There are a host of Linux certifications. They range from the high-end Red Hat Certified Engineer (RHCE) and Novell's Novell Linux Certified Engineer (NLCE ) to ones that are appropriate for entry-level Linux system managers, such as the Linux Professional Institute's entry-level LPIC-1. Each are meant to show that those who have them are Linux professionals of one level or another. How much help are they though when it comes from turning your Linux expertise into a Linux job?
David Stokes, a certification manager for Sun's MySQL division, said, "I like to see the LPI or Red Hat certs but that is not a requirement. You do need to find out how many Linux/Unix systems they setup, managed, or have used to eliminate the home hobby-level candidate. Next find out how long, what level of experience, and what type of problems they have solved. It also helps if they have experience beyond the Linux sphere."
So, that's one vote for Linux certifications in general, but, on the other hand, Nicholas Accada, a Linux administrator and Network Infrastructure Specialist at Nokia thinks that "The only certificate that I consider a plus is Red Hat, the others are mostly noise." Accada, who doesn't have a certification adds, "It depends on the hiring manager, but managers who know Linux, always look beyond the certifications, they prefer the 'what can you do' approach."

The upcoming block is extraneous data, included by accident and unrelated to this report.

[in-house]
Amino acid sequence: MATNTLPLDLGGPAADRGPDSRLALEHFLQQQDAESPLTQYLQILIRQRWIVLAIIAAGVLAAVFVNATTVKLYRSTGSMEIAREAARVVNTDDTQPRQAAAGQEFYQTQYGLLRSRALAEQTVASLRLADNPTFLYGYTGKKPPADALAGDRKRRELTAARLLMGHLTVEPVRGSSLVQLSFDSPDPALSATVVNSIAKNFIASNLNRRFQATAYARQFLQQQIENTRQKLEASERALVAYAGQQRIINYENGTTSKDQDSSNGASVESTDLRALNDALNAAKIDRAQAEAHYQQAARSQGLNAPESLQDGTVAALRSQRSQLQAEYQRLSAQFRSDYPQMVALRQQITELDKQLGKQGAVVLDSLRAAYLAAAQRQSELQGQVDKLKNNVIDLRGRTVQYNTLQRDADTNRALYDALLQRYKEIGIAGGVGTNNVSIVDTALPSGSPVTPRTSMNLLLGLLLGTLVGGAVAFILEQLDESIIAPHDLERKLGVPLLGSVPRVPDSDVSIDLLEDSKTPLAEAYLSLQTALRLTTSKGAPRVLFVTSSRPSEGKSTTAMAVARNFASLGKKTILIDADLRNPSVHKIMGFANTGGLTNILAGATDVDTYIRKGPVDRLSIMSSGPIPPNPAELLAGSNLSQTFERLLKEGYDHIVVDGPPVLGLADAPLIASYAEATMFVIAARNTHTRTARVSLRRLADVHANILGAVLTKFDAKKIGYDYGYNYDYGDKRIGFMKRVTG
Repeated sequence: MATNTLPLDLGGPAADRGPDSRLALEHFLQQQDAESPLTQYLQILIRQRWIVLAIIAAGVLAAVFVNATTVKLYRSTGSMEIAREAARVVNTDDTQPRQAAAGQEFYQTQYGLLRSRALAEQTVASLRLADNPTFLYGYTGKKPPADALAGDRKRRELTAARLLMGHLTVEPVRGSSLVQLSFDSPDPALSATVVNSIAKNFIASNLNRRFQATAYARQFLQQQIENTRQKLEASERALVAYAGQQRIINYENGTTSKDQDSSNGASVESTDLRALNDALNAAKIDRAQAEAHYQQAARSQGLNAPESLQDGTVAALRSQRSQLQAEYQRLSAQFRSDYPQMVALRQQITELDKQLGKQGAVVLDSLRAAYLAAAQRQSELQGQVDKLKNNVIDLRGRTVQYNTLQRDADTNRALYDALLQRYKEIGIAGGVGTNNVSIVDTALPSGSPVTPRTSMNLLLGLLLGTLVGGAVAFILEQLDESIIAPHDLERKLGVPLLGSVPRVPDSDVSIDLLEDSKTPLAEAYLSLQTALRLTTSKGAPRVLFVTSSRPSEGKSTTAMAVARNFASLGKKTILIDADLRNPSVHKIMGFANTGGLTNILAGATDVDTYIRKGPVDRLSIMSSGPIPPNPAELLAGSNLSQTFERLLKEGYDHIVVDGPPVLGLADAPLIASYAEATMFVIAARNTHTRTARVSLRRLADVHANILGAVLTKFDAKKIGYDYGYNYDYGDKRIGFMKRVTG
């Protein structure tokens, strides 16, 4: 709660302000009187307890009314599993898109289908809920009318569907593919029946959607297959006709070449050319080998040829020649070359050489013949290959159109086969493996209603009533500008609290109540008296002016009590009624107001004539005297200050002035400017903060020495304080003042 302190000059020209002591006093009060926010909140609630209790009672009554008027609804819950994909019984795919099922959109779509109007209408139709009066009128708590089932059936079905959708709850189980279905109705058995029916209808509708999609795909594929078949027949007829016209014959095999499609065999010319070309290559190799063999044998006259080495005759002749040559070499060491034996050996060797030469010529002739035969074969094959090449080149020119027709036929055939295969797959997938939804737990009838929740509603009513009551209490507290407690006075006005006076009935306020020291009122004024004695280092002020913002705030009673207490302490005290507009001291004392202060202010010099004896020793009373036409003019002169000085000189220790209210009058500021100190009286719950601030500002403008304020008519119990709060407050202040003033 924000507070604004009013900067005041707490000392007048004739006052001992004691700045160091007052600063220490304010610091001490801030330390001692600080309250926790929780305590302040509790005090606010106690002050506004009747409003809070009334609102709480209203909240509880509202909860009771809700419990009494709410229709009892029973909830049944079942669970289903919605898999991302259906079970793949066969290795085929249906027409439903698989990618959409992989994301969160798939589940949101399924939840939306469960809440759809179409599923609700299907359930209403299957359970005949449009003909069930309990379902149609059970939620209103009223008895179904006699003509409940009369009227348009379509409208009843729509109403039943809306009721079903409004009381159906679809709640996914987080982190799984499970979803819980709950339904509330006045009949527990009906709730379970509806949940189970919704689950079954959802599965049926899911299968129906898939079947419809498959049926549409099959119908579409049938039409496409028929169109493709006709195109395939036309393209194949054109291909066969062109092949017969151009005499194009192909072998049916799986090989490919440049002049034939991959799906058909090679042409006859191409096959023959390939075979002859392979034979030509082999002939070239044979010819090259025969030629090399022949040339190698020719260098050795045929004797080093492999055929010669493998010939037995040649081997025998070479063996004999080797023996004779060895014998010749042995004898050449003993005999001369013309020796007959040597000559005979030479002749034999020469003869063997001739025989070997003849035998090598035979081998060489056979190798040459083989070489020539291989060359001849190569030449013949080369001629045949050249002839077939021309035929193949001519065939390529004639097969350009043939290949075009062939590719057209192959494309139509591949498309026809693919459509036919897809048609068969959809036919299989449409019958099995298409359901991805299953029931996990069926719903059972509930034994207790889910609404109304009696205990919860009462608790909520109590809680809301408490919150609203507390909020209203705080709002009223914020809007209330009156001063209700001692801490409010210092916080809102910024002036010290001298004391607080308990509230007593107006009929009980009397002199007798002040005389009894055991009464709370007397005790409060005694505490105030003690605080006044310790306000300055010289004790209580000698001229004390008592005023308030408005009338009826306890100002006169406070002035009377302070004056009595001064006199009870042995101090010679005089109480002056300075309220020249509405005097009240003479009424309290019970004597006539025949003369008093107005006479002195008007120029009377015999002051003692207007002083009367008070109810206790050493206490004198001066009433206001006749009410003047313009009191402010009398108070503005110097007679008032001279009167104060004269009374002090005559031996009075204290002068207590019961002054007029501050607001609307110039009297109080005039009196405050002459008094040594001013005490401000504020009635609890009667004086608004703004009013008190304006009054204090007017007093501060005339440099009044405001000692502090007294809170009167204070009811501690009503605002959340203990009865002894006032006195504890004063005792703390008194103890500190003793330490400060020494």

Accada's not the only one who focuses on the RHCE and its related certification, the Red Hat Certified Administrator (RHCA). Jim Wildman, a senior Unix/Linux engineer at JPMorgan Chase, said. "In the Linux space, the only cert that I care about is the RHCE/RHCA. Even with those, I'm going to test and probe the candidate pretty hard to see if he actually passed the test legitimately. I'm much more interested in what a candidate can do, then what tests he has passed."
The hiring manager, or HR (human-resources) department, is often where a certification can count the most. You may be able to diagnose network and hosting problems with Nagios, the open-source network and system monitoring program, in your sleep, but if you don't have the right alphabet soup on your resume you may never get a chance to show your stuff.